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December 12, 2012
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  Top Stories 
  • Market participants say CFTC rules threaten swaps market
    A coalition of trading platforms and New York-based GFI Group submitted written testimony to a House Financial Services subcommittee, saying the viability of the swaps market is being hurt by Commodity Futures Trading Commission rules. "After nearly 2 1/2 years of rulemaking, the CFTC's cumulative approach to swaps regulation has imposed such high costs on the industry that the U.S. swaps market is on the verge of becoming too costly and too regulated (particularly as compared with futures) to be a viable means for end user to hedge and manage their financing risk," according to the Companies Supporting Competitive Derivatives Markets. Bloomberg (12/12) LinkedInFacebookTwitterEmail this Story
  • Senate panel will look into high-speed trading
    Sen. Jack Reed, D-R.I., has called a hearing of the Senate banking subcommittee on securities to look into whether new regulations are needed governing high-speed computerized trading. Lawrence Leibowitz, chief operating officer at the New York Stock Exchange, Eric Noll, vice president of transaction services at Nasdaq OMX Group, and executives from ITG and Credit Suisse are scheduled to testify. Reuters (12/11) LinkedInFacebookTwitterEmail this Story
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  Regulatory Roundup 
  • IOSCO chief proposes treaty for global regulatory regime
    An international treaty is in order to establish a regulatory framework needed for increasingly interconnected financial markets, says David Wright, secretary general of the International Organization of Securities Commissions. The goal would not be to impose a single set of rules but to ensure agreed principles are applied consistently across jurisdictions, he says. Wright also predicted that by 2032, there will be 20 capital-market centers worldwide, making legal-entity identification all the more necessary. The Trade News (U.K.) (12/11), Securities Technology Monitor (12/11) LinkedInFacebookTwitterEmail this Story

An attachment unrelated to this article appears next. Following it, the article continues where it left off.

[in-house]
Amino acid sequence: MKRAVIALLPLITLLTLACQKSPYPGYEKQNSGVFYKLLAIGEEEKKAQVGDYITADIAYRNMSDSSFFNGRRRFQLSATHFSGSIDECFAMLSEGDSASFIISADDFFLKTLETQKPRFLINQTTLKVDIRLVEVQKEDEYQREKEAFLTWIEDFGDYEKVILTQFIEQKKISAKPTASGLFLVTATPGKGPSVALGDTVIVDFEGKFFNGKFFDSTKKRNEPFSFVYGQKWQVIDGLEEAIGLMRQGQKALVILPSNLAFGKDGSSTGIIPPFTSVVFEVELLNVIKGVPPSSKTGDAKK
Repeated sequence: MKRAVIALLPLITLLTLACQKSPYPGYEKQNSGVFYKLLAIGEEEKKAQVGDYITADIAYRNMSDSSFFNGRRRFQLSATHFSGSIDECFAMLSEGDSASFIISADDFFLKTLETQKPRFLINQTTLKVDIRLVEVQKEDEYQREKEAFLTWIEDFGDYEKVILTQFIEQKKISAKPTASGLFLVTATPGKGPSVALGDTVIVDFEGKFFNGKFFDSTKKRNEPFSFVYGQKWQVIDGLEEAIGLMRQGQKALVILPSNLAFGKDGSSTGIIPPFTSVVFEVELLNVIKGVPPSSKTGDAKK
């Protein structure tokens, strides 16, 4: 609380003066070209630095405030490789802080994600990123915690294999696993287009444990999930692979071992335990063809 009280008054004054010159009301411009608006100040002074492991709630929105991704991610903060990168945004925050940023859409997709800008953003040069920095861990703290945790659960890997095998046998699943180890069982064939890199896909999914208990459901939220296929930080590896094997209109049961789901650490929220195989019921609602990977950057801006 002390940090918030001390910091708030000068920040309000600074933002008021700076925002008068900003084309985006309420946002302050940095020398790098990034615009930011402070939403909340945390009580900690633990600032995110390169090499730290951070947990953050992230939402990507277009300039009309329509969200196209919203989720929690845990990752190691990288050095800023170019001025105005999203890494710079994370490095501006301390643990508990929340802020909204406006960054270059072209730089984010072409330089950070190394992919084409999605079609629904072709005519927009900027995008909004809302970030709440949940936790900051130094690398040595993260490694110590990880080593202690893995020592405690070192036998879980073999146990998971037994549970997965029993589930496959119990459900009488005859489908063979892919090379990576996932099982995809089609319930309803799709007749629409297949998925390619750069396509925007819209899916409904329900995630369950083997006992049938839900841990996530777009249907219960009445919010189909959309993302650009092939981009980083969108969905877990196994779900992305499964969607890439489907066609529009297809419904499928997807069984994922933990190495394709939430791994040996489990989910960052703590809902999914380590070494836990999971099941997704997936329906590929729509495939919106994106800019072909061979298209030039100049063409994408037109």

• Survey: Buy-side traders have little faith in MiFID II
    A survey by agency broker CA Cheuvreux found that a majority of European buy-side traders don't think the revised Markets in Financial Instruments Directive would improve markets much. Only 26% say MiFID II would increase quality. Meanwhile, 68% think there should be fewer than five trading platforms in Europe. The Trade News (U.K.) (12/11) LinkedInFacebookTwitterEmail this Story
  • Other News
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  Industry Developments 
  • Other News
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  Electronic Trading News 
  • ASIC says high-frequency traders didn't cause ASX spike
    The Australian Securities and Investments Commission said high-frequency traders did not cause the price spike on the Australian Securities Exchange in October. The ASX 200 Futures Index exceeded the 4600 level on Oct. 18, the first time it has done so since the global financial crisis. "ASIC has ruled out a dysfunctional algorithm or high-frequency trading strategies as the cause of the spike," according to the regulator's update. The Age (Melbourne, Australia) (12/12) LinkedInFacebookTwitterEmail this Story

  Commodities and Managed Futures 
  • European Energy Exchange introducing green contracts
    The European Energy Exchange said it will roll out three futures contracts trading in European wind and hydroelectric power. The certificates will feature trading in hydro power from Scandinavia and the Alpine region (Germany, Austria, Switzerland) in addition to wind power from northern Europe. Reuters (12/11) LinkedInFacebookTwitterEmail this Story
Thinking is like loving and dying. Each of us must do it for himself."
--Josiah Royce,
American philosopher

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